US Housing Market to Get Uglier in Near Future
The reasons for the housing-market downturn are in the eye of the beholder, as we will see in a moment. But whatever the reasons for it may be, the data on the housing market is getting uglier by the month.
Pending home sales is a forward-looking measure. It counts how many contracts were signed, rather than how many sales actually closed that month. There can be a lag of about a month or two between signing the contract and closing the sale. This morning, the National Association of Realtors (NAR) released its Pending Home Sales Index for November, an indication of the direction of actual sales to be reported for December and January. This index for November fell to the lowest level since May 2014:
“There is no reason to be concerned,” the report said, reassuringly. And it predicted “solid growth potential for the long-term.”
And the index plunged 7.7% compared to November last year, the biggest year-over-year percentage drop since June 2014. The drops in October and November are indicated in red:
All four regions got whacked by year-over-year declines:
- Northeast : -3.5%
- Midwest: -7.0%
- South: -7.4%
- West: -12.2%
The plunge in pending home sales in the West, a vast and diverse region, will prolong the plunge in closed sales for the region. Particularly on the West Coast, the largest and very expensive markets — Seattle metro, Portland metro, Bay Area, and Los Angeles area — have been experiencing sharp sales declines, a surge in inventory for sale, and starting this summer, declining prices.
Today’s pending home sales data confirms that these trends are intact and will likely continue.
The NAR report blames the sales decline in the expensive markets in the West on “affordability challenges” – because prices “have risen too much, too fast,” it said.
And this is a true and huge problem: Home prices have shot up for years, even while wages ticked up at much slower rates. At some point, the market is going to run out of people with median incomes who are willing to stretch to the limit to buy a starter shack; and the market is going to run out of people with high incomes who are willing to stretch to the limit to buy a median house.
For example, at the peak, the median house price in San Francisco was over $1.7 million. That median house is nothing fancy. And the market has run out of high-income people blowing so much money on a modest house. Hence prices have come down sharply over the past six months.
“Local officials should consider ways to boost local supply,” the report says. Alas, there is all kinds of supply suddenly coming on the market. It’s not that there isn’t anything to buy; the problem is that everything is too expensive, and that sellers and buyers no longer see eye-to-eye.
But the decline in sales on a national basis, according to the report, is a “short-term pullback” that “does not yet capture the impact of recent favorable conditions of mortgage rates.”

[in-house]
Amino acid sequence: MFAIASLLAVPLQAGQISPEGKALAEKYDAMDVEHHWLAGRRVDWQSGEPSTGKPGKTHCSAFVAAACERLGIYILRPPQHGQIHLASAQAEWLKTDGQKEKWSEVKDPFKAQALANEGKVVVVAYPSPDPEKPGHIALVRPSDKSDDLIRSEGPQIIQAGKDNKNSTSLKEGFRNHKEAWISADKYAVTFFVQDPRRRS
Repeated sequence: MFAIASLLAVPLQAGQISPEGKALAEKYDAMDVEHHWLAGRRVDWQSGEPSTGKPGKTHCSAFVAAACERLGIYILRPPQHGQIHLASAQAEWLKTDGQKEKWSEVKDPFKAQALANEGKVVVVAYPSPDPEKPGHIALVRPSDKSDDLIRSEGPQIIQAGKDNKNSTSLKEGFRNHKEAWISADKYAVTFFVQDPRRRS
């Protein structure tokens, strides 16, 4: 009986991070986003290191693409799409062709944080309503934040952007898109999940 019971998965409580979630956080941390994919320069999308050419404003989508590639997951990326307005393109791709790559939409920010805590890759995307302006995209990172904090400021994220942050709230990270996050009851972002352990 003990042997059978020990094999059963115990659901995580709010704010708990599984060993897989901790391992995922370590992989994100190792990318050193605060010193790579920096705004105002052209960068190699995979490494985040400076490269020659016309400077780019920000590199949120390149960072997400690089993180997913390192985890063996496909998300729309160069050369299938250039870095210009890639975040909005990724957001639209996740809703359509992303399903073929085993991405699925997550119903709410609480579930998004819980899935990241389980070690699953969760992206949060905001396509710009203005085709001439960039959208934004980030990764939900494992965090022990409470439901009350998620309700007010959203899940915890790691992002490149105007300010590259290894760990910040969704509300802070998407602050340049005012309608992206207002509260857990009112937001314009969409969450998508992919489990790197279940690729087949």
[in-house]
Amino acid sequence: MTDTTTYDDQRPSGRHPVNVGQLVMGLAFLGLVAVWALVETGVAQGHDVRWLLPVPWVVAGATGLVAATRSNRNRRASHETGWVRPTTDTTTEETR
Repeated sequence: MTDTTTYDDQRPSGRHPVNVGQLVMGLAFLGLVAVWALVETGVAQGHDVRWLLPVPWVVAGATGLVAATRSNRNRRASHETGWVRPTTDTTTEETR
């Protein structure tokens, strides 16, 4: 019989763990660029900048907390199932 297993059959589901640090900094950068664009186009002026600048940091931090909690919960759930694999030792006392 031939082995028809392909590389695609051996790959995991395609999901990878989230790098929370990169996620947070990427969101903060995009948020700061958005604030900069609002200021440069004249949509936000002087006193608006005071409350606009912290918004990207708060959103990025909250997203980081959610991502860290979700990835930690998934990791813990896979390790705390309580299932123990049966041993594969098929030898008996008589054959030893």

Sure, lower mortgage rates are a relief for buyers. But wait… According to the Mortgage Bankers Association, the average rate of conforming 30-year fixed-rate mortgages with a 20% down payment has dropped to 4.94% during the latest reporting week. This is 23 basis points off the high of 5.17% in early November.
But here is the thing: In January 2018, when the Pending Home Sales index plunged to the lowest level since December 2015 (indicated in the first chart above), the NAR blamed low supply of homes and surging mortgage rates.
Since then, supply has sharply increased, and mortgage rates?
Currently, the average 30-year fixed rate, at 4.94%, is still 54 basis points higher than it had been in January. And if an average mortgage rate of 4.4% was blamed for plunging home sales in January, then an average rate of 4.94% isn’t going to suddenly boost sales.
There is a lot more at play here than just wobbling mortgage rates. At the top of the list are woefully inflated prices that potential buyers now see as such.
And these potential buyers are now also confronting the fear that prices will decline, or further decline, after they buy. This is a scary thought, given the amount of leverage and the large dollar figures involved in a home purchase. Potential buyers now see that after the purchase, those fears could translate into some real and long-lasting headaches.
EDITOR’S NOTE: I still hold that the Federal Reserve’s interest rate hikes and balance sheet cuts are the key to the economic downturn, and this includes the housing markets. Consider the fact that a vast portion of home purchases after the 2008 crisis were bought by corporations like Blackrock. These companies siphoned up distressed mortgages and then flipped those homes into rentals. But these companies rely on cheap debt facilitated by the Fed. With interest rates rising, they will not be propping up the housing market anymore. Also keep in mind that the Fed has started dumping their holdings of Mortgage Backed Securities, many of which are toxic, back on the market. This flood of new securities is likely to undermine the housing market further.
- Brandon Smith, Founder of Alt-Market.com
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